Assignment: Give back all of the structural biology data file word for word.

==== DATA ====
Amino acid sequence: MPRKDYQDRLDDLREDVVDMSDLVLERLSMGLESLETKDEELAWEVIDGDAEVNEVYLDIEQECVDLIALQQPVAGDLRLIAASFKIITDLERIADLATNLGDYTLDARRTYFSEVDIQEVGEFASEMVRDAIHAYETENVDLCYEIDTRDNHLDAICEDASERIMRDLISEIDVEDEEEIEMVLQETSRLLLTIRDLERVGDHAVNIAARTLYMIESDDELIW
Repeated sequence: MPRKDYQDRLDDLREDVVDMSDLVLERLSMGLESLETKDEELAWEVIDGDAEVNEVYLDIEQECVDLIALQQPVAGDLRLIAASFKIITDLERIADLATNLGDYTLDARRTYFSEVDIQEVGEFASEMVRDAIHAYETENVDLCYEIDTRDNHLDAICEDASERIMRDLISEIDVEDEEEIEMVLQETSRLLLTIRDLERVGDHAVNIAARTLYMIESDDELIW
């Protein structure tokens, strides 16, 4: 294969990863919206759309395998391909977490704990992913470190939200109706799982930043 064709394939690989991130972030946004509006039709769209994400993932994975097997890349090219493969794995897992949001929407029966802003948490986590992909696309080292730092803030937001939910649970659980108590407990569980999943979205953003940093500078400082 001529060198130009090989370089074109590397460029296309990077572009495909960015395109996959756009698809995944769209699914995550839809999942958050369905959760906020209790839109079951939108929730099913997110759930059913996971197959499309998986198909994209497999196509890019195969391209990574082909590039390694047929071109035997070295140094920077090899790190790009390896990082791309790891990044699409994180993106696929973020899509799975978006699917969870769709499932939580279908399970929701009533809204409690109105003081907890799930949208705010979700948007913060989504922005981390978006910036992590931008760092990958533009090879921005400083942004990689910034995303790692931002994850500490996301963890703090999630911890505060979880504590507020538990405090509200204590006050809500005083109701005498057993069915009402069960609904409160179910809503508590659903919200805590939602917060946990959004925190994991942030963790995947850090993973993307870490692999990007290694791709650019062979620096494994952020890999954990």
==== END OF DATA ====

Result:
Amino acid sequence: MPRKDYQDRLDDLREDVVDMSDLVLERLSMGLESLETKDEELAWEVIDGDAEVNEVYLDIEQECVDLIALQQPVAGDLRLIAASFKIITDLERIADLATNLGDYTLDARRTYFSEVDIQEVGEFASEMVRDAIHAYETENVDLCYEIDTRDNHLDAICEDASERIMRDLISEIDVEDEEEIEMVLQETSRLLLTIRDLERVGDHAVNIAARTLYMIESDDELIW
Repeated sequence: MPRKDYQDRLDDLREDVVDMSDLVLERLSMGLESLETKDEELAWEVIDGDAEVNEVYLDIEQECVDLIALQQPVAGDLRLIAASFKIITDLERIADLATNLGDYTLDARRTYFSEVDIQEVGEFASEMVRDAIHAYETENVDLCYEIDTRDNHLDAICEDASERIMRDLISEIDVEDEEEIEMVLQETSRLLLTIRDLERVGDHAVNIAARTLYMIESDDELIW
């Protein structure tokens, strides 16, 4: 294969990863919206759309395998391909977490704990992913470190939200109706799982930043 064709394939690989991130972030946004509006039709769209994400993932994975097997890349090219493969794995897992949001929407029966802003948490986590992909696309080292730092803030937001939910649970659980108590407990569980999943979205953003940093500078400082 001529060198130009090989370089074109590397460029296309990077572009495909960015395109996959756009698809995944769209699914995550839809999942958050369905959760906020209790839109079951939108929730099913997110759930059913996971197959499309998986198909994209497999196509890019195969391209990574082909590039390694047929071109035997070295140094920077090899790190790009390896990082791309790891990044699409994180993106696929973020899509799975978006699917969870769709499932939580279908399970929701009533809204409690109105003081907890799930949208705010979700948007913060989504922005981390978006910036992590931008760092990958533009090879921005400083942004990689910034995303790692931002994850500490996301963890703090999630911890505060979880504590507020538990405090509200204590006050809500005083109701005498057993069915009402069960609904409160179910809503508590659903919200805590939602917060946990959004925190994991942030963790995947850090993973993307870490692999990007290694791709650019062979620096494994952020890999954990």